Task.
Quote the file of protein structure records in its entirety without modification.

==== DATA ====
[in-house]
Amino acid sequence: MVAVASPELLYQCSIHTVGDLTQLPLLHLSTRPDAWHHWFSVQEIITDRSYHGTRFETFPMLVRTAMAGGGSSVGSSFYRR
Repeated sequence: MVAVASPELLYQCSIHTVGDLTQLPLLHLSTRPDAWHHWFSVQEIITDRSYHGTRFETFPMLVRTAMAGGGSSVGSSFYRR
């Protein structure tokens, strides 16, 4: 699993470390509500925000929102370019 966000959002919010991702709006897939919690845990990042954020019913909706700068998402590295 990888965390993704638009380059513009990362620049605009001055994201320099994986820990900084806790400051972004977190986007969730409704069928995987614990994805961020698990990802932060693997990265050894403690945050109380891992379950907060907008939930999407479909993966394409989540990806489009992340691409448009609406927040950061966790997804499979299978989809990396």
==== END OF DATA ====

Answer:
[in-house]
Amino acid sequence: MVAVASPELLYQCSIHTVGDLTQLPLLHLSTRPDAWHHWFSVQEIITDRSYHGTRFETFPMLVRTAMAGGGSSVGSSFYRR
Repeated sequence: MVAVASPELLYQCSIHTVGDLTQLPLLHLSTRPDAWHHWFSVQEIITDRSYHGTRFETFPMLVRTAMAGGGSSVGSSFYRR
């Protein structure tokens, strides 16, 4: 699993470390509500925000929102370019 966000959002919010991702709006897939919690845990990042954020019913909706700068998402590295 990888965390993704638009380059513009990362620049605009001055994201320099994986820990900084806790400051972004977190986007969730409704069928995987614990994805961020698990990802932060693997990265050894403690945050109380891992379950907060907008939930999407479909993966394409989540990806489009992340691409448009609406927040950061966790997804499979299978989809990396």